Protecting Personal Business Information


The term “personal business” refers to the activities or tasks the individual or company manages on their own, like managing finances, completing household chores, or keeping appointments. It could also refer to the creation and management of a business according to one’s capabilities and interests as an individual or sole proprietor.

While data privacy laws differ across countries and states Most have similar definitions of what is considered personal information. The CCPA and Connecticut’s law for example, describe personal data as information that is reasonably linked to an identifiable individual and is not restricted to de-identified data or publicly available information. The CCPA also provides a category for sensitive personal data that requires greater protection than any other form of data.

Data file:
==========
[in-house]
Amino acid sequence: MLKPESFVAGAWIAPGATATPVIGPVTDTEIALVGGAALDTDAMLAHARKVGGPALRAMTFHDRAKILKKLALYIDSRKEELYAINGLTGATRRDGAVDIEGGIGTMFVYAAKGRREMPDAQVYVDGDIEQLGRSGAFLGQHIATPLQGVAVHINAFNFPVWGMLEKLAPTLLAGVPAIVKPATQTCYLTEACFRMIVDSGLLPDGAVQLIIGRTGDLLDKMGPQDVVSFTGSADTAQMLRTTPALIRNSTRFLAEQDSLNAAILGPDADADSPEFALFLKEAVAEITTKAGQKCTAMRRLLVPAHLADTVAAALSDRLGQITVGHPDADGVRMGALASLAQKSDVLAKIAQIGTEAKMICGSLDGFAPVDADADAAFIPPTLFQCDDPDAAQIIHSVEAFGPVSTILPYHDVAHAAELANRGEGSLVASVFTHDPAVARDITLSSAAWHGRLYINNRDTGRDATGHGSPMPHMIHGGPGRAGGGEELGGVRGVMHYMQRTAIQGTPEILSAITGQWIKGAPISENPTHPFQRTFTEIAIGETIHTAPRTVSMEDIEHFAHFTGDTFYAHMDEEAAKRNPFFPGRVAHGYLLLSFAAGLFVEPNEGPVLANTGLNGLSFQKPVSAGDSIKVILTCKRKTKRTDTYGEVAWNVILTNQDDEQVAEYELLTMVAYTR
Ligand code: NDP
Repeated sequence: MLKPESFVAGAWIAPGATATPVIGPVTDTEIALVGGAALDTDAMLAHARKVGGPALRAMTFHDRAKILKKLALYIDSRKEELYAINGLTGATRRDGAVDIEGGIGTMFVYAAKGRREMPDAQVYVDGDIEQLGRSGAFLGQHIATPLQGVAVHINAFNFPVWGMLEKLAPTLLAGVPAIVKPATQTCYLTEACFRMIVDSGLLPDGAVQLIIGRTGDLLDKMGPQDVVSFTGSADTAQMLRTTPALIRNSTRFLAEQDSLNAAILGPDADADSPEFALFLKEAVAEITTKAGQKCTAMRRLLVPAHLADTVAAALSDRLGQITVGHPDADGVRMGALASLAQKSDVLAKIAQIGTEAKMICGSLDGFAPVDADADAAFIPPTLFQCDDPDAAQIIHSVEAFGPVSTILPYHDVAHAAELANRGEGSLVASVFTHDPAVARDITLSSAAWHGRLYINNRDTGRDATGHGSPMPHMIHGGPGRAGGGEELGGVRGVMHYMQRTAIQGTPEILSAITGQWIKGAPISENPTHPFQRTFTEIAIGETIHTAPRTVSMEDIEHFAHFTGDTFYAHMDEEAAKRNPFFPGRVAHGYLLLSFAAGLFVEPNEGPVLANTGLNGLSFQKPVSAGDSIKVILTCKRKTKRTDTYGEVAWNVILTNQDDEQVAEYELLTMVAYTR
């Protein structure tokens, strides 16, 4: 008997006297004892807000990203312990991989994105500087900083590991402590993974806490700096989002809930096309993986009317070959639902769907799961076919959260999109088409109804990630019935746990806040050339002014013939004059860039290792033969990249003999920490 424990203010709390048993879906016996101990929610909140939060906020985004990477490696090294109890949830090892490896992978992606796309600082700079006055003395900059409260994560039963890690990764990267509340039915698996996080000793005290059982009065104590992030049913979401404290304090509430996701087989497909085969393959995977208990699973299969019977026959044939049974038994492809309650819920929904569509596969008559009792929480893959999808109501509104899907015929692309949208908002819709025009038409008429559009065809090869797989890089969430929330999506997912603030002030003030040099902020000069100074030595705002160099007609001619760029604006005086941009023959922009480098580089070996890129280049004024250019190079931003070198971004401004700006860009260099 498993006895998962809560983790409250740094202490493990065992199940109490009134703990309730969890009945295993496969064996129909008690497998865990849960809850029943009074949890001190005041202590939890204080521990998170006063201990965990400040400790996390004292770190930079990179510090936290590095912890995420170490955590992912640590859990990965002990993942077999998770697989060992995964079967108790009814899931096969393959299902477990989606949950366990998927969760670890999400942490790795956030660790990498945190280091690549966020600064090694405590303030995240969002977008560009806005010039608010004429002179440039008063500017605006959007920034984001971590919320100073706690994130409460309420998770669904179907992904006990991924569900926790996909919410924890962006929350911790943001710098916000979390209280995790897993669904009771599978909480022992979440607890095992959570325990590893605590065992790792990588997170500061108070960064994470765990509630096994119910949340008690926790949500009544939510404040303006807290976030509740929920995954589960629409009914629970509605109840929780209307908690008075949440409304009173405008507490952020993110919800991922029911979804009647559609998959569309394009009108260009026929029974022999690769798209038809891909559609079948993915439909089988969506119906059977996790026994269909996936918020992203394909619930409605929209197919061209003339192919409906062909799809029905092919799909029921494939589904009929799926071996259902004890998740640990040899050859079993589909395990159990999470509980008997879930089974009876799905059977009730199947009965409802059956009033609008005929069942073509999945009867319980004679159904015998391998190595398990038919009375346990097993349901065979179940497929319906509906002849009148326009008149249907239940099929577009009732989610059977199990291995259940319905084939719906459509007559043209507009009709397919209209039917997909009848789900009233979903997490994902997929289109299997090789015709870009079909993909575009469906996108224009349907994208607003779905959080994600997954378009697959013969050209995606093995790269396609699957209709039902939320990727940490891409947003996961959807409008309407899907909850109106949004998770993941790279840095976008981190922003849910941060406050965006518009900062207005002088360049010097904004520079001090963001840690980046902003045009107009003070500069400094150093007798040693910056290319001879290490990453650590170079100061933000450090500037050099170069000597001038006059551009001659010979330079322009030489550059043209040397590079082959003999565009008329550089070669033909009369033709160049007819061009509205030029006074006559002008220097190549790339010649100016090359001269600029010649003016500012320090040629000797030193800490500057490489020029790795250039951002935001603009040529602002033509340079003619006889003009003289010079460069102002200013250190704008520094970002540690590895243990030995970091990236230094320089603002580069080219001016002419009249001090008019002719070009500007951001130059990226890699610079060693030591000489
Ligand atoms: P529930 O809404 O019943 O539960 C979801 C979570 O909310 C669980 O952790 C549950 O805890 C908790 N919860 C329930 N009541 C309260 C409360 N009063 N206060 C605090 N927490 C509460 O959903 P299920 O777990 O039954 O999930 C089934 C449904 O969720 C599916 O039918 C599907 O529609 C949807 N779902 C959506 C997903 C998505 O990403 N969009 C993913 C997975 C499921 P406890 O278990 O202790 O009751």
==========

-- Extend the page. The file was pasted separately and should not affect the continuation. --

It is important to know how much information is stored in your business and where it’s stored. This can be accomplished by taking a complete inventory of all documents, files and storage devices. This should include every desktop, file cabinet, mobile devices, laptops and flash drives, disks and digital copiers. Don’t forget to examine the locations where sensitive information might be stored outside your office, such as employees’ homes computer work-from-home devices, their computers at home and other devices.

PII that is sensitive needs to be encrypted during transport and when at rest, and only kept for as long as it is necessary to conduct business. This includes biometrics, medical data covered under the Health Insurance Accountability and Portability Act(HIPAA), unique identifiers like passport or Social Security Numbers and employee personal records.